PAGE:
So it was at the Ingleneuk that I first learned about adding fresh grated nutmeg to creamy dishes like macaroni and cheese and creamed spinach, an addition I am quick to include in these dishes today.

        Creamed Spinach
        2 – 4 servings


        2 Tablespoons butter
        1 medium yellow onion, diced or 3/4 cup minced shallots
        (For more flavor, add garlic too – Emeril does)
        2 Tablespoons all-purpose flour
        1/4 cup heavy cream
        1/2 cup whole milk
        1 6 oz bag pre-washed baby spinach
        pinch of freshly grated nutmeg
        1 Tablespoon freshly grated Gruyère cheese
        Salt and pepper to taste

        The Cream Sauce
        The Cream Sauce


        1. Heat milk and cream over low heat in a small saucepan. Make sure the milk doesn’t get scalded on start to boil. Meanwhile, melt the butter in a large, deep frying pan over medium-high heat. Add diced onion and sautée until the pieces are starting to turn brown, about 6 minutes. (You could cook them more gently until softened, but I like the nutty, sweet flavor that results from browning them in the butter). Reduce the heat to medium and add the flour. Mix thoroughly with a wooden spoon and allow flour, butter and onion mixture to brown for 3 minutes. This is a roux and is the basis for so many cream sauces (including my favorite mac n cheese sauces).

        Throw the raw spinach right in the pan
        Throw the raw spinach right in the pan

        2. Whisk in the heated milk. Reduce heat and stir continuously while incorporating. Add pinch of nutmeg and blend. Simmer gently until sauce thickens. Add Gruyère and stir until completely melted and blended. Add salt and pepper to taste. Pour the raw spinach directly into the pan (this might break some rules, but it sure simplifies things and worked for me). Stir spinach to coat with sauce and watch the spinach wilt. Once spinach is thoroughly wilted but still a vibrant green color, remove pan from heat and serve.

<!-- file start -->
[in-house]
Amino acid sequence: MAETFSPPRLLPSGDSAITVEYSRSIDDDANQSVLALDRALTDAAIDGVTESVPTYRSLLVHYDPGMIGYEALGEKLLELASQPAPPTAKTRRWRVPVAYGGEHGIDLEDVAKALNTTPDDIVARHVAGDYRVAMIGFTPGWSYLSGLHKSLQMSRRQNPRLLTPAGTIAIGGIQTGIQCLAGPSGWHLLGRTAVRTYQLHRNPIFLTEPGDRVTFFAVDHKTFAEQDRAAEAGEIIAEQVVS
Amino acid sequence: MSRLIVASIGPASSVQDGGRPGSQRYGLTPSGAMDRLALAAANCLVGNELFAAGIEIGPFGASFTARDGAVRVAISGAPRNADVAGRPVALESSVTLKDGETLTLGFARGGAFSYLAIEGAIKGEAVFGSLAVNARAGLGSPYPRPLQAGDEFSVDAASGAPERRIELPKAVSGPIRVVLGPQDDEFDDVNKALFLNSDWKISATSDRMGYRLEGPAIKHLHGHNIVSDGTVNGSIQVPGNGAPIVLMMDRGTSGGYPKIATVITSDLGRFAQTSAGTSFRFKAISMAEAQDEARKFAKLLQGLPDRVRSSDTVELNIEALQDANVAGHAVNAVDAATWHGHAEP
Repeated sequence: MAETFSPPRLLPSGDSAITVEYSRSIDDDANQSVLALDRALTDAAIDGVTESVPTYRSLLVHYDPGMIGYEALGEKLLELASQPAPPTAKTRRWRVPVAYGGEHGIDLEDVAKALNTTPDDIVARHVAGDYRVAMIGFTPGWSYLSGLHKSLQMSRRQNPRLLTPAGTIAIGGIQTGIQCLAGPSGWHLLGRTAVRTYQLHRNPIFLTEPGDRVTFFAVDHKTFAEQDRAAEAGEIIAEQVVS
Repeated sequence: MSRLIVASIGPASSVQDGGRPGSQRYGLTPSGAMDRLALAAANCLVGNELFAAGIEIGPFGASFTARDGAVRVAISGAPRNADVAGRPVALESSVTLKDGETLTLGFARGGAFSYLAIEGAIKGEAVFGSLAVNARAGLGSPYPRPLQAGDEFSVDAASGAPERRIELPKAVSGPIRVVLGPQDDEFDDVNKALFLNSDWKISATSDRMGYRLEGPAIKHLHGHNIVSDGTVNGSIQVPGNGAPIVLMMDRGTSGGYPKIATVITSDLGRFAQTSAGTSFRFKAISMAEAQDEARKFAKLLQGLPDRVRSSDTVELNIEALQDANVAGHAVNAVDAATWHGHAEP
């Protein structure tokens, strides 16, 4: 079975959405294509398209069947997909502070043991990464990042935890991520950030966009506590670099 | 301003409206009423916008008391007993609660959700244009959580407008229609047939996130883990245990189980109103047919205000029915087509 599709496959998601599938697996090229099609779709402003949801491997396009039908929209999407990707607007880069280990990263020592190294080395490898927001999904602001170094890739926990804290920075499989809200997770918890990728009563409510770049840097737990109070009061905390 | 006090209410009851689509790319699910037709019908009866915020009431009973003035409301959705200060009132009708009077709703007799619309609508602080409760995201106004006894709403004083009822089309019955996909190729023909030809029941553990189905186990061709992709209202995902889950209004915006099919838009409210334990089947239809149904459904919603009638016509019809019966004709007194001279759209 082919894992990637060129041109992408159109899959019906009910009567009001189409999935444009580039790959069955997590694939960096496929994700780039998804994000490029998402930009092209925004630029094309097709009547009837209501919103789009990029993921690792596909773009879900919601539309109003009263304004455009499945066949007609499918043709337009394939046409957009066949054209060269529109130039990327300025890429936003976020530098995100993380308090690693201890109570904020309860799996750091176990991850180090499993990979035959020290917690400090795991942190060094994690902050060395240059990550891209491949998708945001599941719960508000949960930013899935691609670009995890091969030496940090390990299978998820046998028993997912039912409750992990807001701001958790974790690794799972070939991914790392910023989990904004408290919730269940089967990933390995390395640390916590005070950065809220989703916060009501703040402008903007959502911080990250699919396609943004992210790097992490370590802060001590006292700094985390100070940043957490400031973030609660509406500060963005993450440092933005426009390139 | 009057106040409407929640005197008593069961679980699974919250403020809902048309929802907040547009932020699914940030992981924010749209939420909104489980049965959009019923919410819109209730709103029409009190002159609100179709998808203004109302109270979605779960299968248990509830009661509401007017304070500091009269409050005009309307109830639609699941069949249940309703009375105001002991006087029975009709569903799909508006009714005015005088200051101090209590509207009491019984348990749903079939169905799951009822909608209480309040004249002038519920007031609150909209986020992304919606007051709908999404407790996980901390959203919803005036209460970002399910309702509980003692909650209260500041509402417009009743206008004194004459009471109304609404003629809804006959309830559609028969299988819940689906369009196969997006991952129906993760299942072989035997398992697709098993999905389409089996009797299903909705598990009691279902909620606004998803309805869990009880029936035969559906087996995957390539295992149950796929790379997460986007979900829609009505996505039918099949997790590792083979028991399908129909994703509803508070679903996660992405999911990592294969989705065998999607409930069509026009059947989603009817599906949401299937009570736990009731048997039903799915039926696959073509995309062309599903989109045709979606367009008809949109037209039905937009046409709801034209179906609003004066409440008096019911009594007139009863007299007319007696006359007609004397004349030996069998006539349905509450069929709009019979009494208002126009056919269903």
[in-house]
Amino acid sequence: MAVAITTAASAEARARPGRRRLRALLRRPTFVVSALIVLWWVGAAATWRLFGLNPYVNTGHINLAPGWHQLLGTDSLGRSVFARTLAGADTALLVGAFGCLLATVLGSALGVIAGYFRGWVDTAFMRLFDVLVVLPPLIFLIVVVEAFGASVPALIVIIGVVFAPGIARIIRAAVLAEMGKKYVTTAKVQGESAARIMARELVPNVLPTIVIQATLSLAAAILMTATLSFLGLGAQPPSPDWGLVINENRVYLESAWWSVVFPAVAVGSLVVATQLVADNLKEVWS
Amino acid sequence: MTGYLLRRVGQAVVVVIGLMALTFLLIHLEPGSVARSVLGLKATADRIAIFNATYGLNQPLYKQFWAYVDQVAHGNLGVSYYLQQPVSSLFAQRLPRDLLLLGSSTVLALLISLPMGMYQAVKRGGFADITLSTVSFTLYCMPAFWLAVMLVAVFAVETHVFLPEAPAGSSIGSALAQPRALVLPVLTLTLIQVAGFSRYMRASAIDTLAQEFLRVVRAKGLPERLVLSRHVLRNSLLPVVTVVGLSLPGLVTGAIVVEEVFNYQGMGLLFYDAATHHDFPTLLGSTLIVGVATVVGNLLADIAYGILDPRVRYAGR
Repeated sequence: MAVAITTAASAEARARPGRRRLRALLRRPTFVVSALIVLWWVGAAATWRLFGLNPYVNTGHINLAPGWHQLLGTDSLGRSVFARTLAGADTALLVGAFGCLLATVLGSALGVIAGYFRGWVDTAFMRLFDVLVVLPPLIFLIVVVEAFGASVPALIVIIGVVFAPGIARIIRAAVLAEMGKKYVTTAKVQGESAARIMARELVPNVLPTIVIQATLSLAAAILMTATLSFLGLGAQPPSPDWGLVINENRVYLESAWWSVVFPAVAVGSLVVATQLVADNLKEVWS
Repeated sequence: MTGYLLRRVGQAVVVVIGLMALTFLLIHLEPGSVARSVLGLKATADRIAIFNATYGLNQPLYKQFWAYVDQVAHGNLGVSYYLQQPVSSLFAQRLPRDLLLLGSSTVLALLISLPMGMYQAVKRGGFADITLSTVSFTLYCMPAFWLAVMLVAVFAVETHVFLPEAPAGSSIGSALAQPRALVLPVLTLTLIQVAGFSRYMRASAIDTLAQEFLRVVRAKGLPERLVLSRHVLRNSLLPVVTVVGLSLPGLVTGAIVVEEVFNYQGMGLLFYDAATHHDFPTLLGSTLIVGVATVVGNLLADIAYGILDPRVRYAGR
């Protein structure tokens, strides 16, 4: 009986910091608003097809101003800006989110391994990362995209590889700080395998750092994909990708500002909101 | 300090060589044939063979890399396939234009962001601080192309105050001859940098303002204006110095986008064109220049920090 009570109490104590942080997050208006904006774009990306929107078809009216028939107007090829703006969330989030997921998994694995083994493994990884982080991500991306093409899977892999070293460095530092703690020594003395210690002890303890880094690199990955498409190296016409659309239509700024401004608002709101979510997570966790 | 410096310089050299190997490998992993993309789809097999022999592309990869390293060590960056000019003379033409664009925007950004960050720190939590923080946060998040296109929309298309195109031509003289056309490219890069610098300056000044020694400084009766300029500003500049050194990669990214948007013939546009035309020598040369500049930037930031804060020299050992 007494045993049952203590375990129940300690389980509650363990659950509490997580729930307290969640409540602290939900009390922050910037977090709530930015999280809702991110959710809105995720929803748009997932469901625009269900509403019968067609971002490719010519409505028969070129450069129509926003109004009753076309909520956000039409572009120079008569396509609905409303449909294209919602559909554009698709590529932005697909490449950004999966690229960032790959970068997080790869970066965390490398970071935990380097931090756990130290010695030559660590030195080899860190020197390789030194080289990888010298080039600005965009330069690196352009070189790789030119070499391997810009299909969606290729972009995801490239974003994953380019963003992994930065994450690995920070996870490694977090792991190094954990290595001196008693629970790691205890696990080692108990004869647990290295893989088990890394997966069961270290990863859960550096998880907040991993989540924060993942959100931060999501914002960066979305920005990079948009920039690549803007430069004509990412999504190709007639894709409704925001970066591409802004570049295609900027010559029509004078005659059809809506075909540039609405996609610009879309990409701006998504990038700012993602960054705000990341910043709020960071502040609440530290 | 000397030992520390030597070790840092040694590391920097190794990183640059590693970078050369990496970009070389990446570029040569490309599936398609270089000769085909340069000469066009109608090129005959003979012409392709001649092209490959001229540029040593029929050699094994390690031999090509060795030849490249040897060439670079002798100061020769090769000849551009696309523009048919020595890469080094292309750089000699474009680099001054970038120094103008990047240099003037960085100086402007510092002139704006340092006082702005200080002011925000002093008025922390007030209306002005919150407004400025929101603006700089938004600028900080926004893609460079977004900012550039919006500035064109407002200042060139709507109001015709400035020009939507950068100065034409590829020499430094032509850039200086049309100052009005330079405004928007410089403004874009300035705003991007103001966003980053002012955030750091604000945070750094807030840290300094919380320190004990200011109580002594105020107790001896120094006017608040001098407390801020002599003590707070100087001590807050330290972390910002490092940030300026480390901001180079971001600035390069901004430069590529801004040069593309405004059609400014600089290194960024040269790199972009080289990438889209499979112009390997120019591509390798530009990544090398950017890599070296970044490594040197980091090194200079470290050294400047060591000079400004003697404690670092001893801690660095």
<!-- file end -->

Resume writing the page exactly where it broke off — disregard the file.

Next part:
Creamed Spinach w/ Gruyère
        Creamed Spinach w/ Gruyère
          Poultry Sauces Uncategorized

          Chicken w/ Tarragon, Gruyère & Mushroom Cream Sauce

            Chicken w/ Tarragon, Mushroom and Gruyère Cream Sauce
            Chicken w/ Tarragon, Gruyère & Mushroom Cream Sauce

            In the US, when you exit the highway for a rest and a bite to eat, you choose from among several fast food restaurants and maybe an Applebees. In France last month, when we exited the A10 to placate a crying toddler during a drive from Paris to the Loîre Valley, we rolled into a quiet, 12th century stone village named Rochefort-en-Yvelines. It was the kind of village that is shuttered and empty at noon on a Tuesday because everyone is home for lunch. But a brief walk up a cobblestone side street yielded a delightful scene. There, behind a courtyard wall were tables and tables of people enjoying lunch outside. We had stumbled upon the Brigandville Restaurant at the base of L’église Saint-Gilles-et-de-l’Assomption, a church built in the 11th and 12th centuries.

            Lunch at the Brigandville - Rochefort-en-Yvelines
            Lunch at the Brigandville
            Chloe and Gerard

            At this wonderful little spot (described so well in a blog post by Chocolat et Lavande here), my husband and I both ordered the Steak au Poivre, but it was the dish I ordered for my son that was truly memorable. It was chicken in a creamy tarragon, mushroom and Gruyére sauce served over wild rice pilaf. I’m pretty sure I ate more it than he did, the poor guy. Since returning home, I’ve wanted to recreate this amazing dish. It’s taken me awhile because I have trouble splurging on Gruyère cheese, which is $18/lb at our market, and I forget to buy fresh tarragon. But everything came together this weekend, so here it is.

            I used a recipe that I found on the Food & Wine website as the basis for the sauce. Several differences evolved as I tweaked it. They use morels and cremini mushrooms, whereas, I just used regular white mushrooms. I used boneless, skinless thighs instead of chicken breasts. And, the Food & Wine recipe does not call for Gruyère, like mine does.